Computers play with numbers. Numbers form geometry. Boom. There you have it: computers were destined to become toolboxes for visual creative output. Mind blown, right?
Here are some oft-forgotten milestones in the early post WWII journey of computer graphics from simple wireframes and line drawings to photorealistic 3D effects in movies and on TV. Remember: Early computers were room-sized, hard to use versions of a cheap pocket calculator.. Even video editing workstations were decades away.
Bleeding edge effects for safer highways
In the 50s, only big institutions owned computers. Oftentimes, institutional computers were available to rent for stuff like crunching statistics, financial reports or calculations for engineering problems, like building aircraft. And computer time wasn’t exactly cheap.
“Buying computer time” sounds a bit like how a certain company that used to snail mail dvds nowadays rents computers from that bookstore in Seattle to stream you moving images of ladies-only prison adventures and remakes of British neo-Machiavellian political dramas.
But no, there were no economies of scale to accommodate something like today’s consumer internet services. Today, Netflix may rent servers from Amazon. But no post-war bookstore would ever own a computer in the first place.
Still, in 1961 an expensive computer designed by the Swedish state was rented by the highway administration authority to render an early 3D animation of reckless driving down a highway. It’s one of the very first computer animations to be shown on TV. Swedish public service TV, that is. And the rendering was made to research safe highway construction.
Room-sized computers meet the art institutions
Early programmers often had to carefully consider and plan their programs in advance while waiting for their turn to ride the number crunching machine. But engineers with access to institutional computers sometimes got the opportunity to play around when no rented jobs were in que.
All sorts of funny, artful people eventually got to dip their toes into spare computing time to play with geometric formulas. Before the 60s were over, computer made art had already entered the collections of institutions like The Museum of Modern Art in New York City.
“The 4th International Experimental Film Competition” sounds seriously arty, right? In 1967, Charles Csuri and James Shaffer, later recognized as early computer artists, won an award at that fancy event. Their art: A computer generated animation of a slowly-drawn shape of a hummingbird. Yeah, it’s a victory for computer maths, but the plot is a bit slow.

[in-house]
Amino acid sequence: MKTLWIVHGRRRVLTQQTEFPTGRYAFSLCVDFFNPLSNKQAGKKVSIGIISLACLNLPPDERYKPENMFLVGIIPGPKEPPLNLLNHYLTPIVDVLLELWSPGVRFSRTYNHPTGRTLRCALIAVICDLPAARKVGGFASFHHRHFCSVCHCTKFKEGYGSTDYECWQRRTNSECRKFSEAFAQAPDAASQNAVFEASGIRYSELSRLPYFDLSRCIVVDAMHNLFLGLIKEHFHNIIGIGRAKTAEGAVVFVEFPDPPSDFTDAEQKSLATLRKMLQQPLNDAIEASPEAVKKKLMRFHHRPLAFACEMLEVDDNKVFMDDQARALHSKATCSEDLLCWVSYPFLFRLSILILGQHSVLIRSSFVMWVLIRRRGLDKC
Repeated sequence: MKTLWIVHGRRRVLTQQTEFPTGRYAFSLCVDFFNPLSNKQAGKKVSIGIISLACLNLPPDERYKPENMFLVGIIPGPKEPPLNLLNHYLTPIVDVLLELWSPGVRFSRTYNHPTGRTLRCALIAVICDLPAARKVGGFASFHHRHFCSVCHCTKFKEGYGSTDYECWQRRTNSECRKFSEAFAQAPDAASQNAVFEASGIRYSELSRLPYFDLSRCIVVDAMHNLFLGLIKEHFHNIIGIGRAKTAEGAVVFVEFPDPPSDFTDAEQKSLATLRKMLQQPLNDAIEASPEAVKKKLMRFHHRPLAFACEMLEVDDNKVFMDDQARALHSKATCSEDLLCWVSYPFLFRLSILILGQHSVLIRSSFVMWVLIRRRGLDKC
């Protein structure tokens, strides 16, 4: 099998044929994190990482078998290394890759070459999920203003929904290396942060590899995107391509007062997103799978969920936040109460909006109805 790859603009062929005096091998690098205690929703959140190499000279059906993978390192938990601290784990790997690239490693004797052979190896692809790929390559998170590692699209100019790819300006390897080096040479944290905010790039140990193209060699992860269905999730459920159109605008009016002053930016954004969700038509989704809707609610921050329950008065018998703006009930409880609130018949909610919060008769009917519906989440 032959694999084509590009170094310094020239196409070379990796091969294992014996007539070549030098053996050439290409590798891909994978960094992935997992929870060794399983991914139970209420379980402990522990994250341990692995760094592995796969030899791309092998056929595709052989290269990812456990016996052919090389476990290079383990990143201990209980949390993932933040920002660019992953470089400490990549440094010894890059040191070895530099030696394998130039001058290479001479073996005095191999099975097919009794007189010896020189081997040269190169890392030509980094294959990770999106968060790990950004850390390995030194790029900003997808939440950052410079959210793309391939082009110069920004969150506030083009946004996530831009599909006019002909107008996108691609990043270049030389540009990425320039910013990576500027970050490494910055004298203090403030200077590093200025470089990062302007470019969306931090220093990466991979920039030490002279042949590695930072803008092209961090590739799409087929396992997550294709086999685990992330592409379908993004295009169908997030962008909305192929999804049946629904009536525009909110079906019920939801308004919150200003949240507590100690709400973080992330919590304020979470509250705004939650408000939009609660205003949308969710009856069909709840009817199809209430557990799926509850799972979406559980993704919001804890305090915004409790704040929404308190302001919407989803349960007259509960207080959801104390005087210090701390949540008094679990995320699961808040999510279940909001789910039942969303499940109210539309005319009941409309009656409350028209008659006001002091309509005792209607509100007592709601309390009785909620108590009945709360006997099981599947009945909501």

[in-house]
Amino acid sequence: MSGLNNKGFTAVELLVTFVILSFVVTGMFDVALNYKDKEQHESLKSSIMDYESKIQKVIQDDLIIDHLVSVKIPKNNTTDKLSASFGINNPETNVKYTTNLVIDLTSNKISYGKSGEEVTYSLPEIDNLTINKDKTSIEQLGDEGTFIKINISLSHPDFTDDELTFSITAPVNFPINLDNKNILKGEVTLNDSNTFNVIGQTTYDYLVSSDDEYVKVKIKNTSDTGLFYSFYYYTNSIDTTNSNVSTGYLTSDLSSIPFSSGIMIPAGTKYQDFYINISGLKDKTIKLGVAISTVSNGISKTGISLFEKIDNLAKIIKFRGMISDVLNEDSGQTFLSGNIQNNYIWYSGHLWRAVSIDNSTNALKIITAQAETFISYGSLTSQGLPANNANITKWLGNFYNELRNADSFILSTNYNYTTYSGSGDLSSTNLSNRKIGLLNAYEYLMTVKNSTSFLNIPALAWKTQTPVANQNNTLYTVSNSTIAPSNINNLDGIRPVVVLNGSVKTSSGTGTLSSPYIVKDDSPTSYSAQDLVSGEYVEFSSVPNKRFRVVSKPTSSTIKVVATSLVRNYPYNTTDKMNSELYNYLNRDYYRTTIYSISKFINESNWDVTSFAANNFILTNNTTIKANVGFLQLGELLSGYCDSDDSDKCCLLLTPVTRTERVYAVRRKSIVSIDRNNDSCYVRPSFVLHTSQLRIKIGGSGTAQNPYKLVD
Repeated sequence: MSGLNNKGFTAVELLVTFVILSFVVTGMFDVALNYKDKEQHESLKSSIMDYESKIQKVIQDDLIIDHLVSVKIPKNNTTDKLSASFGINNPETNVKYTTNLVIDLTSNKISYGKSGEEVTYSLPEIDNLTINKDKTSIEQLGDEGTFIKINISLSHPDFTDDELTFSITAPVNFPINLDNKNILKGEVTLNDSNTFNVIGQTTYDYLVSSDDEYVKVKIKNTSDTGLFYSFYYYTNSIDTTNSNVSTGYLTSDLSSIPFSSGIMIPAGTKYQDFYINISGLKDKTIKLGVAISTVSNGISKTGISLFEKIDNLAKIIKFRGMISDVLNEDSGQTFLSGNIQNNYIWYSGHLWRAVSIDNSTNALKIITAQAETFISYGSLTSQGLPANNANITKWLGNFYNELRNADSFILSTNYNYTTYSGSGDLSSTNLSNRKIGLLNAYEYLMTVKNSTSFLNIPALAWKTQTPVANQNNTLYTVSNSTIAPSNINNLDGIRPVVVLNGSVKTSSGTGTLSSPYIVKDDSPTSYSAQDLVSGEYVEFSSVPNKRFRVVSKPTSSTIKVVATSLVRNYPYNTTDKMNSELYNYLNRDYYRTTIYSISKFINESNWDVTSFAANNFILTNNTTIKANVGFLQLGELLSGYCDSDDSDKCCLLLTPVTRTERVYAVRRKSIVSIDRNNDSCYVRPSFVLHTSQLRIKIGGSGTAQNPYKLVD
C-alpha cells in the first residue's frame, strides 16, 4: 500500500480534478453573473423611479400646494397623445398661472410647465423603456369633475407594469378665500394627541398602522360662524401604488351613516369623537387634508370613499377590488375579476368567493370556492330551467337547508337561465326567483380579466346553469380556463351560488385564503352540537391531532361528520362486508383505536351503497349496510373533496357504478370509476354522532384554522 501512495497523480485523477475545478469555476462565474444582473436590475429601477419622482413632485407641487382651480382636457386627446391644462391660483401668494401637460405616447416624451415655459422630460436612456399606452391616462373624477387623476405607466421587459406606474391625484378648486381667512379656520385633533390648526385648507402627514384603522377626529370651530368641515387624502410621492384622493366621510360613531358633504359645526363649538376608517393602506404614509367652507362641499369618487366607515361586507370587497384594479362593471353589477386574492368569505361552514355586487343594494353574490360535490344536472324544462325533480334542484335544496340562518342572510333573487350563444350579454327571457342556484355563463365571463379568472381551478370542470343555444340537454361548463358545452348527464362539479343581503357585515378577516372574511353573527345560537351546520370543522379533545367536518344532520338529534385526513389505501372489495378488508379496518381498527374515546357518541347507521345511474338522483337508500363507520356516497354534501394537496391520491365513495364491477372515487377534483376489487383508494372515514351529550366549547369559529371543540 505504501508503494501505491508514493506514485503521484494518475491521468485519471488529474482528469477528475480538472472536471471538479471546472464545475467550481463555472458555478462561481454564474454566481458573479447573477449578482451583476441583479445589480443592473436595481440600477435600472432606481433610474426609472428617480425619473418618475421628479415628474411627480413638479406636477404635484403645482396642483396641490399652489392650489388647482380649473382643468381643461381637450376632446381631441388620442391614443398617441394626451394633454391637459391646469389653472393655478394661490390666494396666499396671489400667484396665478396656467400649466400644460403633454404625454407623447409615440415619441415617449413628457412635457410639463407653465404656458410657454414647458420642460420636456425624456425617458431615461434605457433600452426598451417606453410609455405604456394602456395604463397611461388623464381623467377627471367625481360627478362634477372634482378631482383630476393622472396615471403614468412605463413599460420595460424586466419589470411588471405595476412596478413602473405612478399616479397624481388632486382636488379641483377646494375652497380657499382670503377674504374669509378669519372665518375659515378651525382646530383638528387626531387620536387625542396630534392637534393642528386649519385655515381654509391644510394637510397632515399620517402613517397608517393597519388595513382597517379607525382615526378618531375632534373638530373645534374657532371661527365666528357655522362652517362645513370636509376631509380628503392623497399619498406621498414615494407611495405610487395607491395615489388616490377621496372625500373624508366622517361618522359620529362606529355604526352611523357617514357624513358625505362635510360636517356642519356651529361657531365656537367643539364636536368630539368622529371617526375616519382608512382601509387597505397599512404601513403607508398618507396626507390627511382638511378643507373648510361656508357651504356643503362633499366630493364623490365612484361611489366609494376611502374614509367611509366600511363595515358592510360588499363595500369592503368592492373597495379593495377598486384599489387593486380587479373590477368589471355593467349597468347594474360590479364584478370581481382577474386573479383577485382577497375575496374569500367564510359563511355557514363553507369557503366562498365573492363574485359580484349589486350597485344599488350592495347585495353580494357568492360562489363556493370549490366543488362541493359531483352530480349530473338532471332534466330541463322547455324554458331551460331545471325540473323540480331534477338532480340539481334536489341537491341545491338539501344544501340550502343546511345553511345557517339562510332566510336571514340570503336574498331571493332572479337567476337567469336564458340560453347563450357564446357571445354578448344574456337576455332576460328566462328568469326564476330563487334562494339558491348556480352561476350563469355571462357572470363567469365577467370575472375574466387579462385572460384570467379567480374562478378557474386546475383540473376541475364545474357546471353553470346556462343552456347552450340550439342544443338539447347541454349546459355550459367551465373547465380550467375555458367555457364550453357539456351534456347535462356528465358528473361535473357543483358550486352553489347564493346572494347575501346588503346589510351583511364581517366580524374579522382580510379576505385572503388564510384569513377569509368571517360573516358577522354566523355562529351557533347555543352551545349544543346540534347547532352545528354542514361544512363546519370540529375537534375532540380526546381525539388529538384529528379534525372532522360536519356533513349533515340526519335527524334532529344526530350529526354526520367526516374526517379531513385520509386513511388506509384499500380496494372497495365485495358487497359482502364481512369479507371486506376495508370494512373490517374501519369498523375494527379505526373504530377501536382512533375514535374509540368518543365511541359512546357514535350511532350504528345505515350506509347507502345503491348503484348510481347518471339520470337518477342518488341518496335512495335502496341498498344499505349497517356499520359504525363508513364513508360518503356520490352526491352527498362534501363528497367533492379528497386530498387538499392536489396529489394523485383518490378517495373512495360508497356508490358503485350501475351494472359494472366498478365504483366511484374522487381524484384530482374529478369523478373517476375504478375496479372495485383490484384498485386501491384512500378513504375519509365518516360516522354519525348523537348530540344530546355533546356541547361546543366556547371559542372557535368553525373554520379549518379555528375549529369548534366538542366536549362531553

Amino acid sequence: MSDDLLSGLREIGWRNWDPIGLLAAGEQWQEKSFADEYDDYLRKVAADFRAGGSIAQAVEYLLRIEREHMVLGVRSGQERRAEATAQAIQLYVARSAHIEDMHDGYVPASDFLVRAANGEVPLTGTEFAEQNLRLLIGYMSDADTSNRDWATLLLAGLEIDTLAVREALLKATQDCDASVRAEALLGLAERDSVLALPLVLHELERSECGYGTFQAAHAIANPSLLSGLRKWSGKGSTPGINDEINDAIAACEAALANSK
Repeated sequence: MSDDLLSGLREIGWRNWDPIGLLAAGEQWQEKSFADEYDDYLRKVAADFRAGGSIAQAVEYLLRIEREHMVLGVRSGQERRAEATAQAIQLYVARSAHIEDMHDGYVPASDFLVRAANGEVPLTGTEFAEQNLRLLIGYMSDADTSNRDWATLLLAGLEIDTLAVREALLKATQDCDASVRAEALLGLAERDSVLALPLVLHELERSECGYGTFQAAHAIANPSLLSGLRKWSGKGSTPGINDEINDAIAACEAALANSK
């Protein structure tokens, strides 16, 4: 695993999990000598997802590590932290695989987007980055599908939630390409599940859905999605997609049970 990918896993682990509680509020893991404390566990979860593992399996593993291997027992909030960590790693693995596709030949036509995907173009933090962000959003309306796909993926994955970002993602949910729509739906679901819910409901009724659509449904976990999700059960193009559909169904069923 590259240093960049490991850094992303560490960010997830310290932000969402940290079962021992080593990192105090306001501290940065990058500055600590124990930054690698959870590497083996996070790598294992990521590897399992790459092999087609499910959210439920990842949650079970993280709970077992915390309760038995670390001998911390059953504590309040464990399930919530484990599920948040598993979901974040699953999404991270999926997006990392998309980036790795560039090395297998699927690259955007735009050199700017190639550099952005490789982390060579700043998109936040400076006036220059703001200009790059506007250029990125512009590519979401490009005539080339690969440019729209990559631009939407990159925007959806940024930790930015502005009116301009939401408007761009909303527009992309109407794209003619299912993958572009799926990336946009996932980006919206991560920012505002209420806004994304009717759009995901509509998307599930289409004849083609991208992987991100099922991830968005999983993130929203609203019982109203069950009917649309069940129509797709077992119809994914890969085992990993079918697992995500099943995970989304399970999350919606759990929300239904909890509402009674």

Don’t miss the Soviets’ first cat video
Luckily, because this post needs to be AMAZING, a team of Russians led by math and sciences educator Nikolay Konstantinov had by 1968 modeled the movements of a cat into frames for an animation.
I can’t say for sure if this is related to the cold war and the space race. But soviet academics sitting around rendering pre-internet cat videos does sound a bit like how their countrymen made a point of sending women into space right after their first dude. That was twenty years before the first female western astronaut.
Angry androids with webcam vision
Moving on a few years, computer animation continued to be used in various experimental short films but finally hit it big on the silver screen in the sci-fi Western thriller Westworld, written and directed by Michael Crichton.
Set in a near future, Westworld depicts an adult theme park where well-paying guests can interact with human-like robots in the most grown up ways imaginable: dueling and sexual intercourse. The theme park’s programming naturally goes haywire with a gunslinger android going after and actually killing guests.
The jaw-dropping effects were produced by processing footage shot on film into a pixelated android-point of view for suspenseful human-hunting sequences. I have to say that If I was an android, I’d dream of bloody revenge if I was stuck with vision worse than a 90s webcam.
Yes, you’re allowed to see a parallel to the famous killer cyborg vision sequences in the orginal Terminator movie from 1984.
Speaking of later inspirations and cyborgs, the series The Six Million Dollar Man (1973-1978) tells of a crashed astronaut whose failed body gets rebuilt with some fancy spare parts. His totally rad mods allow him to run at highway speeds, hit people with the strength of a bulldozer and enjoy infrared vision with 20:1 zoom.
This all gives him awesome powers, and obviously, the privileged job-market position of a secret agent. And an opening sequence with state of the art computer animation.
Talk to the hand
Westworld’s almost non-affiliated sequel Futureworld (1976) sports a plot involving more robot sex, conspiracies to replace politicians with brainwashed clones and… a spinning computer generated 3d model of a hand.
What’s to come?
Going into the 80s, cinema CGI remained an expensive gimmick. But as Moore’s law dictated, things quickly got wild. In the next part of this series, we’ll learn how computer graphics developed beyond a few pixelated effects and line drawings here and there. You could say that a lot of the essential CGI innovation relates to a galaxy far, far away…
Just a hint: what happnened next has a lot to do with that 3D hand from Futureworld. It turns out the hand was built with essential 3D techniques still in in use today. It came from the 1972 work of computer scientist Edwin Catmull, who ended up founding a crew you may know as Pixar…